What I’m Reading…
Ghettonation By Cora Daniels (March 20, 2007, Doubleday)—A provocative examination of the lure of ghetto lifestyle and how it has impacted urban communities and American culture
How often have you heard or even used the expression, “That’s so ghetto?” Today, such terms are no longer just a Black thing but part of the colloquial.
-MTV’s Pimp My Ride, VH-1′s Flava of Love, and songs such as 50 Cent’s “P.I.M.P.” top the charts.-”Pimp” and “ho” Halloween costumes are available in toddler sizes.
-Non-Black celebs like Paris Hilton and Britney Spears have usurped the ghetto attitude and lifestyle to gain attention and notoriety.
Cora Daniels takes on one of the most explosive issues in our country today in a thoughtful critique of American’s embrace of a ghetto persona that demeans women, devalues educations, celebrates the worst African American stereotypes, and contributes to the destruction of civil peace. Her investigation exposes the central role of corporate America in exploiting the idea of ghetto-ness as a hip cultural idiom, despite its disturbing ramifications as a means of making money. She showcases Black rappers raised in privileged families who have taken on the ghetto persona and sold millions of albums. She explores, as well, her own relationship to the ghetto and the ways in which she is both part of and outside the Ghettonation.Infused with humor and entertaining asides—including lists of events and people that deserve placement in the Ghetto Hall of Fame and a short section written entirely in ghetto slang—Ghettonation is a timely and engrossing report on a controversial social phenomenon. Like Bill Cosby’s infamous, much-discussed comments about the problems within the Black community today, it is sure to trigger widespread interest and heated debate.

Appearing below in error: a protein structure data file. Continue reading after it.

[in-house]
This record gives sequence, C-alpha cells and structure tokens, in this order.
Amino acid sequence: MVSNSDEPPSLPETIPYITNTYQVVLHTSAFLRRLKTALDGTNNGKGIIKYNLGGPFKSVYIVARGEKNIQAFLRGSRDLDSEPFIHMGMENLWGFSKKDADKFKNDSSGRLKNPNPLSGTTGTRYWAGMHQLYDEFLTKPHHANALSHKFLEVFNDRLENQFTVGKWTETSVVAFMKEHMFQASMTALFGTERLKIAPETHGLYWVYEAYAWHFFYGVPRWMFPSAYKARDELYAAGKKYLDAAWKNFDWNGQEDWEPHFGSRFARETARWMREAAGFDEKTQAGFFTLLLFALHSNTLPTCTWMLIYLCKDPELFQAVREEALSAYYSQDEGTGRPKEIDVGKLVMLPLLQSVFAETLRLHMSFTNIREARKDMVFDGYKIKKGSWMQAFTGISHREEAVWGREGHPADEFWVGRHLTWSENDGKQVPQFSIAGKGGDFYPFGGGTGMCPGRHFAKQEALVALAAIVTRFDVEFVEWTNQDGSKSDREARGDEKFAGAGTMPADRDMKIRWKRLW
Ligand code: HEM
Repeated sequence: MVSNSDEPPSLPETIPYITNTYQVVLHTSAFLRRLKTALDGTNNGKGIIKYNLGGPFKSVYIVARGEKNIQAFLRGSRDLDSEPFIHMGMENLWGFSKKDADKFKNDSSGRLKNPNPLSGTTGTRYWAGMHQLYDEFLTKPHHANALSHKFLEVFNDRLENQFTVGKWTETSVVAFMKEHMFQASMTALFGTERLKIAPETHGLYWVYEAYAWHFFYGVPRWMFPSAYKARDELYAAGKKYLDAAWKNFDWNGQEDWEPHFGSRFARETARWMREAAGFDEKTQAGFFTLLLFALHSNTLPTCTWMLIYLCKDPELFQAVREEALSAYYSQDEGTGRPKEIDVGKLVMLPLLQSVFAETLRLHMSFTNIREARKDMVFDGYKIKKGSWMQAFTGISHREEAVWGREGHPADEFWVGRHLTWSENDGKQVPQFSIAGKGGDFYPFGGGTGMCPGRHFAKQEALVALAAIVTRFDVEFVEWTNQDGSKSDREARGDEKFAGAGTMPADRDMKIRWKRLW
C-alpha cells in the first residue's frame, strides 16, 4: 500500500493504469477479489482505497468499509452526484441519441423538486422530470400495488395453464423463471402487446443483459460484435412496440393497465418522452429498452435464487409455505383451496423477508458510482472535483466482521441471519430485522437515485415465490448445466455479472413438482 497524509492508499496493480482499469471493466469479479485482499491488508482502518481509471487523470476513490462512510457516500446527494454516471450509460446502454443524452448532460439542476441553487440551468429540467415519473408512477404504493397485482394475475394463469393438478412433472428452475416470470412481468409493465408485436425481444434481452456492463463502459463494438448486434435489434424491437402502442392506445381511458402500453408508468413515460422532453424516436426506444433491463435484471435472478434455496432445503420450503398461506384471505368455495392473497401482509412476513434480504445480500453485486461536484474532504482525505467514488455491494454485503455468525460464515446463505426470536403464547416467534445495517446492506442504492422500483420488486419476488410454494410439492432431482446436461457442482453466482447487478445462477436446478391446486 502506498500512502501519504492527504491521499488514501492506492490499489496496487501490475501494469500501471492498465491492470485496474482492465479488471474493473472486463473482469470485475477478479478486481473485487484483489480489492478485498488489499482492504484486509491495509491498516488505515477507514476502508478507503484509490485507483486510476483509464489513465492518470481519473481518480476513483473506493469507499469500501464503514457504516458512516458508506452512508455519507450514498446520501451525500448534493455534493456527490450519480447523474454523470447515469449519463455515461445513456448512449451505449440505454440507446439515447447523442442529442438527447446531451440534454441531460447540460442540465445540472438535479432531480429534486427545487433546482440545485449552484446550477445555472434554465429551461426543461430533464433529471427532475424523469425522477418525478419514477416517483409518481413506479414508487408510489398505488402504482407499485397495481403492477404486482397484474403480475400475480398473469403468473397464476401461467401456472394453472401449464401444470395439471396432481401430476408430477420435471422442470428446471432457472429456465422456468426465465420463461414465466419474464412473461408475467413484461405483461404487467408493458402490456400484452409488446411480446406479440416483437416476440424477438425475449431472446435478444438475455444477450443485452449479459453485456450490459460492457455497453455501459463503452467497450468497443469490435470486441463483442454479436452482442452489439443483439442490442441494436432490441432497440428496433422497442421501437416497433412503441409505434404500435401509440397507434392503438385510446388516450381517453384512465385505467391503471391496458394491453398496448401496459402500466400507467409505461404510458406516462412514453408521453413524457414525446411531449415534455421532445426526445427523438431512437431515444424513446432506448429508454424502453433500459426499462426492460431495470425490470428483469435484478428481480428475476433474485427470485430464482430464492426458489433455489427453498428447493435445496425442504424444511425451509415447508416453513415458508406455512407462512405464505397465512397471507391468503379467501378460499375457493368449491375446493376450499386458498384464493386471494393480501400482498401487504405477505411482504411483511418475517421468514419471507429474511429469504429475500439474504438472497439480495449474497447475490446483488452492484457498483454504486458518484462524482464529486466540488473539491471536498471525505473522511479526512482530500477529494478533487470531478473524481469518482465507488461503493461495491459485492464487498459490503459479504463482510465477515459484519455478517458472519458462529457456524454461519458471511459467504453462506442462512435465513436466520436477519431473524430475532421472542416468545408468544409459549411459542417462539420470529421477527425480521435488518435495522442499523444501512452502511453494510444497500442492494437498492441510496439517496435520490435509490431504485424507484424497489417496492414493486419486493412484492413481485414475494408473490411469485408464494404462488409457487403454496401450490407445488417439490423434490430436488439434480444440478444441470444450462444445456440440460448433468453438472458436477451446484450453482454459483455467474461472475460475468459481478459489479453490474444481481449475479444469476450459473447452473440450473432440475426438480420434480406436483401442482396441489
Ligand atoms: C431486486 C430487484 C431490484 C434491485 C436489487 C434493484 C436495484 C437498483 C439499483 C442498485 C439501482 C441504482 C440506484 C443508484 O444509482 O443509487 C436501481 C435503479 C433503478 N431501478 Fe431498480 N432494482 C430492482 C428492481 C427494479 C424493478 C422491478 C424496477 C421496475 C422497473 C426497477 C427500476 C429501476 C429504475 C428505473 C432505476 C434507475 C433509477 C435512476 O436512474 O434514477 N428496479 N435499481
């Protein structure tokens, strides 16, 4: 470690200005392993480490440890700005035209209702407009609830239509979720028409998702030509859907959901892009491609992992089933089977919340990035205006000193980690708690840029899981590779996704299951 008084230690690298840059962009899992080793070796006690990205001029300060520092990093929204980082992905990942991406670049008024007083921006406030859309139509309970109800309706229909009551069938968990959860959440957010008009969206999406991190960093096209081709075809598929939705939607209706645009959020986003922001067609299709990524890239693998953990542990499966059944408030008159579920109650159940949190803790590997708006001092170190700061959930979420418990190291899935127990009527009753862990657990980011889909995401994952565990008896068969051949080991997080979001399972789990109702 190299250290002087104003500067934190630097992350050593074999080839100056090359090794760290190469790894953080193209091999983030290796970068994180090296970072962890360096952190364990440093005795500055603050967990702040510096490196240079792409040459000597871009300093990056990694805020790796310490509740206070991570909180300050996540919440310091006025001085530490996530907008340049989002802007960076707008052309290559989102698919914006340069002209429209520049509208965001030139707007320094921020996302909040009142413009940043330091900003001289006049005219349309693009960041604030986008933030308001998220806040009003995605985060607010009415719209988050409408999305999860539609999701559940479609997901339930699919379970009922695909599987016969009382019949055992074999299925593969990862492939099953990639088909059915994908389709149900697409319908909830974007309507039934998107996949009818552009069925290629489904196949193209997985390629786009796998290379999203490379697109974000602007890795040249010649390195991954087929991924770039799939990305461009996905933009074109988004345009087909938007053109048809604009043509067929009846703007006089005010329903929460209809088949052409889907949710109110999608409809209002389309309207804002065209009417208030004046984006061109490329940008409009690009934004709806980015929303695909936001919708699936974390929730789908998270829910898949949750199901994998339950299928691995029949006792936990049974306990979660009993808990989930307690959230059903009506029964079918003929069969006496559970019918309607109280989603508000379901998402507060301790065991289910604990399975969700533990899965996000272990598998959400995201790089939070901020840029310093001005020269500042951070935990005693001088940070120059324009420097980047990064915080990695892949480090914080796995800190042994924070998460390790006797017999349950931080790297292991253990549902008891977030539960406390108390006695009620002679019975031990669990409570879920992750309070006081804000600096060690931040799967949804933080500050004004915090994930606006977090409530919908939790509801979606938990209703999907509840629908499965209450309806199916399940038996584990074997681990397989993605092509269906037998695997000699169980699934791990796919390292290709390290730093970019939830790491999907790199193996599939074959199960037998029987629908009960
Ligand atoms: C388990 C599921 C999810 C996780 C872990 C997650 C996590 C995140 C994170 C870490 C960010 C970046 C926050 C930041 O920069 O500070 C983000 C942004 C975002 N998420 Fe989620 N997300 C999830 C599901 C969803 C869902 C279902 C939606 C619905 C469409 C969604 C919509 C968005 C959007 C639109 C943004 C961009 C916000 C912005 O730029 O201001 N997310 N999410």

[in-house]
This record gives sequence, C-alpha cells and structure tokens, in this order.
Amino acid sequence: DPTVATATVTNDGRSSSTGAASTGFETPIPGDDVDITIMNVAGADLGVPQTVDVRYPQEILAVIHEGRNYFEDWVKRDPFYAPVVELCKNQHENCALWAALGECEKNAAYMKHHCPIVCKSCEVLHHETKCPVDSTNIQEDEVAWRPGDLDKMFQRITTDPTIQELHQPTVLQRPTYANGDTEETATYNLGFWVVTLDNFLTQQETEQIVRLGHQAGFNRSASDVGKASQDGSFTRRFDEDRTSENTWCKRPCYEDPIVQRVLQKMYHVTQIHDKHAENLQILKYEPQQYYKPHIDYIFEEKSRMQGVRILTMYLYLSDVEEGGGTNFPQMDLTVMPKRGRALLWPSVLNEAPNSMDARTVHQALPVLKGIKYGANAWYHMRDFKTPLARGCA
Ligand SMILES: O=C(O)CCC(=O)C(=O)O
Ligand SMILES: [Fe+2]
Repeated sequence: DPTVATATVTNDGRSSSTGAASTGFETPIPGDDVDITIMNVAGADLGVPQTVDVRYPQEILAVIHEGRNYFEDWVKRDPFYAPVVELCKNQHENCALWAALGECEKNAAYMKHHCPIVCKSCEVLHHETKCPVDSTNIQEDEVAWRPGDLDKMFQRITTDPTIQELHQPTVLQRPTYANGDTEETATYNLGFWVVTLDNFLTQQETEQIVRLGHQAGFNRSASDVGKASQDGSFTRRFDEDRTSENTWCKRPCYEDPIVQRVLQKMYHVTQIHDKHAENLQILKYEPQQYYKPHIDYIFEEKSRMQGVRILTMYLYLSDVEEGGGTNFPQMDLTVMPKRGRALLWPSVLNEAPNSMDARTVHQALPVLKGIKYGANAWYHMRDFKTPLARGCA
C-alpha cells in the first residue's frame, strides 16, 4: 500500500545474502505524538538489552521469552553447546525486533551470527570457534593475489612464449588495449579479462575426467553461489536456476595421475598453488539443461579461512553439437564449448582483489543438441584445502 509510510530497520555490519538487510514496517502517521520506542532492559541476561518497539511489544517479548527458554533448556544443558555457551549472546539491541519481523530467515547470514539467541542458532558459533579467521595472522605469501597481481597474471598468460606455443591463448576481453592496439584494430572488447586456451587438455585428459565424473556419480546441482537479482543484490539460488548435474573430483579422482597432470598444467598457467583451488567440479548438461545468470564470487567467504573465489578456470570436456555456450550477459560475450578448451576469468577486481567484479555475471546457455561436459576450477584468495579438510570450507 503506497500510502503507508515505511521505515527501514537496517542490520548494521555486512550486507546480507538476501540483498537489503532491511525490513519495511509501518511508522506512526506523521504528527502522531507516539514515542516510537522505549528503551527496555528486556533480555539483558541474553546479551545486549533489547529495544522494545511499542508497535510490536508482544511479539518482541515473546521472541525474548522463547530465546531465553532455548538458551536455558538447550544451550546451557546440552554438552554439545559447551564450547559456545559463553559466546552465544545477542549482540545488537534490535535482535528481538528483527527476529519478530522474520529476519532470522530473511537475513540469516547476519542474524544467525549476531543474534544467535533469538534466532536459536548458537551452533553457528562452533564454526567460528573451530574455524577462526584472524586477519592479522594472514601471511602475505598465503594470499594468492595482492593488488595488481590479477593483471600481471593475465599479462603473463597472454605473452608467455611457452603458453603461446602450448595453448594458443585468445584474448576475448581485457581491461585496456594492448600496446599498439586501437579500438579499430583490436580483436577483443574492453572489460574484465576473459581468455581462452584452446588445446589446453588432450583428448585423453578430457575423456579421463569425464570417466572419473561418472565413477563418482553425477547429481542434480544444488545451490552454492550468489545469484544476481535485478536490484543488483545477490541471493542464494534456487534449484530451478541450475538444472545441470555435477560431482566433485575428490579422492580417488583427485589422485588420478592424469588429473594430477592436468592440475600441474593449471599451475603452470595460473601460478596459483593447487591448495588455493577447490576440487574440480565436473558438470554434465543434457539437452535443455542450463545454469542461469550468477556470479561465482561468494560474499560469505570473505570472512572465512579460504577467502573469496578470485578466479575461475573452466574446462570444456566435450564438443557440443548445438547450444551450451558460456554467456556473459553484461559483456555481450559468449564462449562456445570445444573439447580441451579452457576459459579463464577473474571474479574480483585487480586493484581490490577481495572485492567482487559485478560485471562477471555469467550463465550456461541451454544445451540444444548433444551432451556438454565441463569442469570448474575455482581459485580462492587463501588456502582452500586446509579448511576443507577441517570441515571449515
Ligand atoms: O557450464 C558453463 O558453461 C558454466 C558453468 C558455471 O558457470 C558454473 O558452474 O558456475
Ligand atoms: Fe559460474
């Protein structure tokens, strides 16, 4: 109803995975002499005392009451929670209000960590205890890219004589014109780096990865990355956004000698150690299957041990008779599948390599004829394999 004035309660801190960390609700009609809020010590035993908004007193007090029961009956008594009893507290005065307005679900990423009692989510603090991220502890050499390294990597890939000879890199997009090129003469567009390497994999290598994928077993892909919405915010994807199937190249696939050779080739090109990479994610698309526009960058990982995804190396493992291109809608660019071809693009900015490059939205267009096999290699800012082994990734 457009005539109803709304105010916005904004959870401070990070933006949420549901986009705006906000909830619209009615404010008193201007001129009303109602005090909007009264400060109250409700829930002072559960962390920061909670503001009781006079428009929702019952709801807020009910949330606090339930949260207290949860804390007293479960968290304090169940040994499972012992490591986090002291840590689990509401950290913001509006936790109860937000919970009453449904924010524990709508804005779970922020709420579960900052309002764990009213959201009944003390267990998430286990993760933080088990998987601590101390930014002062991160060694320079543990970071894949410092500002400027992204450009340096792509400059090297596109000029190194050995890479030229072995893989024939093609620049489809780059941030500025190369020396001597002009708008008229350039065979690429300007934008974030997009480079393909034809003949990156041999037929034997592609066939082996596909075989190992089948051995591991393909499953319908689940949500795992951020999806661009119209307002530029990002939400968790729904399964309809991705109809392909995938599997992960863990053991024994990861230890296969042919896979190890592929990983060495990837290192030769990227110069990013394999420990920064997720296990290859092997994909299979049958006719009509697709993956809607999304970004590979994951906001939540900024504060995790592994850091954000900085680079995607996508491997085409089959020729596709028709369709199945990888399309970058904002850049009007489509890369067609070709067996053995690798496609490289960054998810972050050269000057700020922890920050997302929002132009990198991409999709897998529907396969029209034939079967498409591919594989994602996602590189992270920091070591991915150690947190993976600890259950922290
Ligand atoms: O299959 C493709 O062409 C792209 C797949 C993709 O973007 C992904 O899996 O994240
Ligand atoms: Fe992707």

From The Introduction:
As all consuming as “ghetto” is in these days of gold teeth, weaves—blond and red—Pepsi-filled baby bottles, babymamas, ghetto has a long history. The original ghetto was in the Jewish quarter of Venice, a Catholic city. Before it became the Jewish quarter, this area contained an iron foundry or ghéto, hence the name. These days, ghetto no longer refers to where you live, but how you live. It is a mindset, and not limited to a class or a race. Ghetto is found in the heart of the nation’s inner cities as well as the heart of the nation’s most cherished suburbs; among those too young to understand (we hope) and those old enough to know better; in little white houses, and all the way to the White House; in corporate corridors, Ivy League havens, and, of course, Hollywood. More devastating, ghetto is also packaged in the form of music, TV, books, and movies, and then sold around the world. Bottom line: ghetto is contagious, and no one is immune, no matter how much we like to suck our teeth and shake our heads at what we think is only happening someplace else…